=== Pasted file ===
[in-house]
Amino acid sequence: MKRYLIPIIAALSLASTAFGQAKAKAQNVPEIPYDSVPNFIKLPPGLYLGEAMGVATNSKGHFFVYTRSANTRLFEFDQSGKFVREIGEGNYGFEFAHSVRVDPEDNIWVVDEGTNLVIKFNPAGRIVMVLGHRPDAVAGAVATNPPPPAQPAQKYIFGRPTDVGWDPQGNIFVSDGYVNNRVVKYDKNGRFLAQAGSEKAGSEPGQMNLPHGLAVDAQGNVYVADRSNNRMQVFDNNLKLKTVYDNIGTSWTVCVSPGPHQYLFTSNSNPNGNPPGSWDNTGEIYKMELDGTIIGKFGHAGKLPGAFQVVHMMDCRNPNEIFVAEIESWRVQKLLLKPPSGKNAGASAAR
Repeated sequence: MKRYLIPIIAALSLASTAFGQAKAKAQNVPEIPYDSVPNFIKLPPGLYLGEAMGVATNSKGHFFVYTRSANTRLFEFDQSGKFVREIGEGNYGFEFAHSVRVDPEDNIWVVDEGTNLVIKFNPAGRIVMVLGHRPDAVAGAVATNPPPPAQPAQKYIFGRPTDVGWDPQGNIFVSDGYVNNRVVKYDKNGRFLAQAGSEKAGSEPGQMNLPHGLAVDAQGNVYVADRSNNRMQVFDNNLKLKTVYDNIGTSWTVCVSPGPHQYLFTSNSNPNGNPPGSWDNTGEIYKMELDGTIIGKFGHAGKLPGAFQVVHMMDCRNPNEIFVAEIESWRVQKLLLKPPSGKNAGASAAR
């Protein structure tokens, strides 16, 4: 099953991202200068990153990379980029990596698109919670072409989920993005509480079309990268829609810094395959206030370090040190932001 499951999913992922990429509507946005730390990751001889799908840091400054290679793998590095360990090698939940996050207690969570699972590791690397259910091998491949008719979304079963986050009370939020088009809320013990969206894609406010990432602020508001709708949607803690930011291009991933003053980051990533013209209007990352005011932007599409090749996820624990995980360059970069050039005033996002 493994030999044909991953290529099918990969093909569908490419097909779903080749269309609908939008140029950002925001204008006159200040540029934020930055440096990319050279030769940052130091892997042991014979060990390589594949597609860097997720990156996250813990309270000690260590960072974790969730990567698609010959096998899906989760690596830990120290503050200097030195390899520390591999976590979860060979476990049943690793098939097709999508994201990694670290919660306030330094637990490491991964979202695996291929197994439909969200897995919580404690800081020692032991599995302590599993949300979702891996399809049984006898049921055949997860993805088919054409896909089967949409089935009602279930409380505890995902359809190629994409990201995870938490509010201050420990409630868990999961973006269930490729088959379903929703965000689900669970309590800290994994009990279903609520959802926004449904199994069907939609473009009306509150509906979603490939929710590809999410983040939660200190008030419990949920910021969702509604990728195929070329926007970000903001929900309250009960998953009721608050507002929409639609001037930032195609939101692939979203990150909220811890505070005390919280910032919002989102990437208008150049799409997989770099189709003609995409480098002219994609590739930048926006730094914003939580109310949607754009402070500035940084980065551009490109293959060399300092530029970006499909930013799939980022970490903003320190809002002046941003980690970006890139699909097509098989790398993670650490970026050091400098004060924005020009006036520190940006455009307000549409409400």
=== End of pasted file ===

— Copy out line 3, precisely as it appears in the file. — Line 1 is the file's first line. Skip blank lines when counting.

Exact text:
Repeated sequence: MKRYLIPIIAALSLASTAFGQAKAKAQNVPEIPYDSVPNFIKLPPGLYLGEAMGVATNSKGHFFVYTRSANTRLFEFDQSGKFVREIGEGNYGFEFAHSVRVDPEDNIWVVDEGTNLVIKFNPAGRIVMVLGHRPDAVAGAVATNPPPPAQPAQKYIFGRPTDVGWDPQGNIFVSDGYVNNRVVKYDKNGRFLAQAGSEKAGSEPGQMNLPHGLAVDAQGNVYVADRSNNRMQVFDNNLKLKTVYDNIGTSWTVCVSPGPHQYLFTSNSNPNGNPPGSWDNTGEIYKMELDGTIIGKFGHAGKLPGAFQVVHMMDCRNPNEIFVAEIESWRVQKLLLKPPSGKNAGASAAR